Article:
SHANGHAI – Disney had pushed China too hard, putting the company’s plans for a new theme park here in limbo. Now, Robert Iger wanted to kick the yearslong negotiations into high gear.
Iger, Disney’s chief executive, flew to Shanghai in February 2008 to meet with the city’s new Communist Party boss, Yu Zhengsheng. Over dinner, Iger offered a more conciliatory approach, setting the tone for the next phase of talks.
After that, Disney substantially dialed back its demands. In addition to handing over a large piece of the profit, the control-obsessed company would give the government a role in running the park. Disney was also prepared to drop its long-standing insistence on a television channel.
For Disney, such moves were once unthinkable. Giving up on the Disney Channel meant abandoning the company’s proven brand-building strategy. “We’re kidding ourselves if we think we’re going to get everything we want,” Iger recalled saying at the time.
Iger’s trip and the new attitude in the talks that followed appeased Chinese officials. Before long, they had struck a deal to build the $5.5 billion Shanghai Disney Resort, opening China to a singularly American brand and setting the pace for multinational companies to do business in the country.
The Shanghai park, which opens Thursday, has become mission critical for Disney as it faces business pressures in other areas like cable. It is designed to be a machine in China for the Disney brand, with a manicured Magic Kingdom-style park, “Toy Story”-themed hotel and Mickey Avenue shopping arcade. More than 330 million people live within a three-hour car or train ride, and Disney is bent on turning them into lifelong consumers.
But Disney is sharing the keys to the Magic Kingdom with the Communist Party. While that partnership has made it easier to get things done, it has also given the government influence over everything from the price of admission to the types of rides at the park.
From the outset, Disney has catered to Chinese officials, who had to approve the roster of rides and were especially keen to have a large-scale park that would appeal to more than children. The Shanghai resort, which will ultimately be four times as big as Disneyland, has a supersize castle, a longer parade than any of the other five Disney resorts around the world, and a vast central garden aimed at older visitors.
Worried that importing classic rides would reek of cultural imperialism, Disney left out stalwarts such as Space Mountain, the Jungle Cruise and It’s a Small World. Instead, 80 percent of the Shanghai rides are unique, a move that pleased executives at the company’s Chinese partner, the state-owned Shanghai Shendi Group, who made multiple trips to Disney headquarters to hash out blueprint details.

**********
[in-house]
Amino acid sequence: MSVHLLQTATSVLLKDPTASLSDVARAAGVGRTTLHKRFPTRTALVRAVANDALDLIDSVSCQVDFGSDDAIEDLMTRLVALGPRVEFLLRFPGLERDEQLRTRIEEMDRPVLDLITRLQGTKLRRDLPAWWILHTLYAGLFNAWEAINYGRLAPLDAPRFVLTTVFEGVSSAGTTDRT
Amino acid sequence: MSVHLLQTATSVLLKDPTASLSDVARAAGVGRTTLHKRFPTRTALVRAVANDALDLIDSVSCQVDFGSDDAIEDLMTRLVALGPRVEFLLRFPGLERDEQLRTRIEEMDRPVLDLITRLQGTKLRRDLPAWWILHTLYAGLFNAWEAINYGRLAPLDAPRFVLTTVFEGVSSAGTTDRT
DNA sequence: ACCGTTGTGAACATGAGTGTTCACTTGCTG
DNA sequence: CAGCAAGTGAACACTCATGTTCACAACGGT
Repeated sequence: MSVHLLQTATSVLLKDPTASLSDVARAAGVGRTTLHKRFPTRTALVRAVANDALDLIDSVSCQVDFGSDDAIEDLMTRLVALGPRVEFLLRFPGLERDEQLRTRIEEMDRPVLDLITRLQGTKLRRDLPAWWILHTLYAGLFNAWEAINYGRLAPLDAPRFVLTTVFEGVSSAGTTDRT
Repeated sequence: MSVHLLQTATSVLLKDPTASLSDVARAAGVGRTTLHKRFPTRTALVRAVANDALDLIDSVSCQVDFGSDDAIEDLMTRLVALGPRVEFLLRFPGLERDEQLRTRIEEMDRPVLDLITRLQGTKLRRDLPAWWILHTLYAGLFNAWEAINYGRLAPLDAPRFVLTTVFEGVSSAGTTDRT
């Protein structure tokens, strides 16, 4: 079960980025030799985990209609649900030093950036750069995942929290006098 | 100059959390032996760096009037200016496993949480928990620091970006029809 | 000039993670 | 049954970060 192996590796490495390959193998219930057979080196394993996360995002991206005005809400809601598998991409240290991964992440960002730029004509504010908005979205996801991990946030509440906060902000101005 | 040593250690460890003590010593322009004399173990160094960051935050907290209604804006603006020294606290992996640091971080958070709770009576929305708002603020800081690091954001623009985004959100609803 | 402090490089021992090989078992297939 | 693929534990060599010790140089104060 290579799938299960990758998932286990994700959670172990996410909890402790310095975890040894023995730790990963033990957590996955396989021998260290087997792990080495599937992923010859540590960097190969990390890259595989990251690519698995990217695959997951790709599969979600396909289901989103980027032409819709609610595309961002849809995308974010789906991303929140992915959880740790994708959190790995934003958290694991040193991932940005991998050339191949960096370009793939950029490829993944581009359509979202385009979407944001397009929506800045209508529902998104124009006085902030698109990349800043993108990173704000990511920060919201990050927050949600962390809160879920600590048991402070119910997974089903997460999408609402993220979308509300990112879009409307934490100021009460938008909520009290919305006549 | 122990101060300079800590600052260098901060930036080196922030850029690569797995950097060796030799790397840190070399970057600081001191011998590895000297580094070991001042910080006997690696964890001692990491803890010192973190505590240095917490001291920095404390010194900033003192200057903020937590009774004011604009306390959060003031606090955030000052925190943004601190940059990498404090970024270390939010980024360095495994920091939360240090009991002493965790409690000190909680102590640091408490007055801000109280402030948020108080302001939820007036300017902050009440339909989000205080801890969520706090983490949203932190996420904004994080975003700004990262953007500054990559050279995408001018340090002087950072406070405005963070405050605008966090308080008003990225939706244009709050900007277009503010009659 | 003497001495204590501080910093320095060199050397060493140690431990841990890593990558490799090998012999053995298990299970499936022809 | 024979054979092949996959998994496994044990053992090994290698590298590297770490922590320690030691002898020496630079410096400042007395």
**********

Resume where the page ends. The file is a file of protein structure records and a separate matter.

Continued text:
Disney then ran with the idea, infusing the park with Chinese elements. The resort’s signature restaurant, the Wandering Moon Teahouse, has rooms designed to represent different areas of the country. The restaurant is billed as honoring the “restless, creative spirit” of Chinese poets.
Such accommodation of the Chinese is becoming increasingly common. A growing number of multinationals have agreed to cooperate with the state through alliances, joint ventures or partnerships, all in the hopes of garnering more favorable treatment and gaining access to the world’s second-largest economy.
For Disney, if all goes as planned, the Shanghai park will create an ecosystem of demand in China for movies, toys, clothes, video games, books and TV programs. Iger has called Shanghai the “greatest opportunity the company has had since Walt Disney himself bought land in Central Florida” in the 1960s.
That site, of course, became Walt Disney World, a group of four theme parks that attracts roughly 40 million visitors annually. About 11 million visitors are expected next year at the Shanghai park, with annual attendance estimated to reach 20 million within a few years, according to Jessica Reif Cohen, an analyst at Bank of America Merrill Lynch.
If all doesn’t go as planned, Disney will suffer the wrath of Wall Street, which expects the resort to offset slower growth at ESPN, the company’s longtime profit engine, and some of its other theme parks. The last thing Disney wants is another Disneyland Paris, a money pit that suffered cultural miscues and, after 24 years, is still struggling to turn a profit. The relatively small Hong Kong Disneyland has had mixed financial results since opening in 2005.
Iger has staked his personal legacy on Disney’s partnership with the Chinese government. The resort includes the world’s largest Disney castle. which quite literally bears his signature. He autographed the castle’s golden spire before it was attached last year. Thousands of workers built a “Pirates of the Caribbean”-themed underwater voyage.
While Iger delegated certain duties to lieutenants, he has been the guiding force. He pre-tasted the food, which will include items like pork knuckles and Donald Duck-shaped waffles, and decided which characters would appear in the parade. He has held face-to-face talks with Chinese presidents, prime ministers and propaganda officials.
Iger, 65, has sought a personal relationship with China’s paramount leader, President Xi Jinping. After Iger learned that Xi’s father, Xi Zhongxun, a revolutionary leader, had visited Disneyland in 1980, he pressed his staff to find a photograph. A color photo shows the president’s father, who died in 2002, wearing a Mao suit, shaking hands with Mickey Mouse. Iger presented it to Xi as a gift and symbol of their partnership.